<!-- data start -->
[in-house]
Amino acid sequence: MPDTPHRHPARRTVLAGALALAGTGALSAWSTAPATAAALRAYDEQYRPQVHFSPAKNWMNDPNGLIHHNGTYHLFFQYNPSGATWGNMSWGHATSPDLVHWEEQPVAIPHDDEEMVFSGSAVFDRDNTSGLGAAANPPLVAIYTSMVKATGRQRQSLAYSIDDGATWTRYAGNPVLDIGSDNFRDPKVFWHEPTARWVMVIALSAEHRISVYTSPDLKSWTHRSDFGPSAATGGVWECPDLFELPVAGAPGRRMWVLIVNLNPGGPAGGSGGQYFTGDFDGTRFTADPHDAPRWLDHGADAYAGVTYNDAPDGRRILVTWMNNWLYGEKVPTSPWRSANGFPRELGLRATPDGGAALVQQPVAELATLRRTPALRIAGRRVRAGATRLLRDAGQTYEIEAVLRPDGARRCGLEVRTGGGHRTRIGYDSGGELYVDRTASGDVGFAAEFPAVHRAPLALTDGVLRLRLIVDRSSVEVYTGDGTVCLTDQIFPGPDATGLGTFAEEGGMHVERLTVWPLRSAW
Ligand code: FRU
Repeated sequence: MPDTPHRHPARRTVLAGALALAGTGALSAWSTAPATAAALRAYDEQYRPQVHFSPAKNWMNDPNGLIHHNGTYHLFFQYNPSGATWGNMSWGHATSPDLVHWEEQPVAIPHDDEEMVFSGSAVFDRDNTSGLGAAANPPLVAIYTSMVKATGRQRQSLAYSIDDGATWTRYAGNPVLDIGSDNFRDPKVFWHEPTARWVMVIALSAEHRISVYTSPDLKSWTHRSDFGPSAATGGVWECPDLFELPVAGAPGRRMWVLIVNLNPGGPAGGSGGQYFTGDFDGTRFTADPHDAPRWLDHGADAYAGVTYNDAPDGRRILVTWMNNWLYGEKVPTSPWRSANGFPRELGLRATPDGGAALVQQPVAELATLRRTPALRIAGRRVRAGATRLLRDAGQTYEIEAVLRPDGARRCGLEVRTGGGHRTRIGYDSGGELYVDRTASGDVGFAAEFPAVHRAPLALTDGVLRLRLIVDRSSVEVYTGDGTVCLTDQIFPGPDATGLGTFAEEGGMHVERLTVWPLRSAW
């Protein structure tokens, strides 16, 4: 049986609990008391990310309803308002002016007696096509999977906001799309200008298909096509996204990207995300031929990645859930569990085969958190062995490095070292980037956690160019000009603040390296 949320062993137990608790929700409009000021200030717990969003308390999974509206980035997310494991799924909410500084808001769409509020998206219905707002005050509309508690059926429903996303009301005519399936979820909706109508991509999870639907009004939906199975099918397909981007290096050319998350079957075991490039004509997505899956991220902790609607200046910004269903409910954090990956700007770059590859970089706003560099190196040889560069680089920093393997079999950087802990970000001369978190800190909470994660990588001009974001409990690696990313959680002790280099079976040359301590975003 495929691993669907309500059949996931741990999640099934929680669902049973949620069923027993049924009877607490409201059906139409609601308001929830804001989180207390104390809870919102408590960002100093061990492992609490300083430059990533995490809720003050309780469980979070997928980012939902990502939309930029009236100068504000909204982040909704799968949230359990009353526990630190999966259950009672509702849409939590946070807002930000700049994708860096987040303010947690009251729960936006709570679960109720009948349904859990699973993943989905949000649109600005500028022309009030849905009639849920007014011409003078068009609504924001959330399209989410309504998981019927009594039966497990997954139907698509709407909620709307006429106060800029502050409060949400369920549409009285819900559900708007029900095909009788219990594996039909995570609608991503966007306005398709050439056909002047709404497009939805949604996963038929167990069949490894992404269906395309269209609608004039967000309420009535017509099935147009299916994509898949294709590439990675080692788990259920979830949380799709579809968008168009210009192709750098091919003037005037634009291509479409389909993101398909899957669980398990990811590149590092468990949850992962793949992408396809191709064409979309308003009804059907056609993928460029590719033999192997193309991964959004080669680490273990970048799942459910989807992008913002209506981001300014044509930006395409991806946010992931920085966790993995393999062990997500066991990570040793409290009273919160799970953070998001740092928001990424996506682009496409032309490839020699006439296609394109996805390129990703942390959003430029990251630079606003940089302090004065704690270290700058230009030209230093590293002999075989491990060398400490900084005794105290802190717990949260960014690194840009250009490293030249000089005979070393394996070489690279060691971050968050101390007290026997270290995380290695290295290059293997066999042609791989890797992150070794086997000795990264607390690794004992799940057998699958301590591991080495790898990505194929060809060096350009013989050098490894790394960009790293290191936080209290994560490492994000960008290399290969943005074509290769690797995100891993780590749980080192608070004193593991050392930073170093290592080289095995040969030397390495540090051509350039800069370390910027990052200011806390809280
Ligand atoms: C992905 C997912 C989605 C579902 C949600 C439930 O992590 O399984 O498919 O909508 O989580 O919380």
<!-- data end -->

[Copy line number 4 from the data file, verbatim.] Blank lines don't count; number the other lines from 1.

Repeated sequence: MPDTPHRHPARRTVLAGALALAGTGALSAWSTAPATAAALRAYDEQYRPQVHFSPAKNWMNDPNGLIHHNGTYHLFFQYNPSGATWGNMSWGHATSPDLVHWEEQPVAIPHDDEEMVFSGSAVFDRDNTSGLGAAANPPLVAIYTSMVKATGRQRQSLAYSIDDGATWTRYAGNPVLDIGSDNFRDPKVFWHEPTARWVMVIALSAEHRISVYTSPDLKSWTHRSDFGPSAATGGVWECPDLFELPVAGAPGRRMWVLIVNLNPGGPAGGSGGQYFTGDFDGTRFTADPHDAPRWLDHGADAYAGVTYNDAPDGRRILVTWMNNWLYGEKVPTSPWRSANGFPRELGLRATPDGGAALVQQPVAELATLRRTPALRIAGRRVRAGATRLLRDAGQTYEIEAVLRPDGARRCGLEVRTGGGHRTRIGYDSGGELYVDRTASGDVGFAAEFPAVHRAPLALTDGVLRLRLIVDRSSVEVYTGDGTVCLTDQIFPGPDATGLGTFAEEGGMHVERLTVWPLRSAW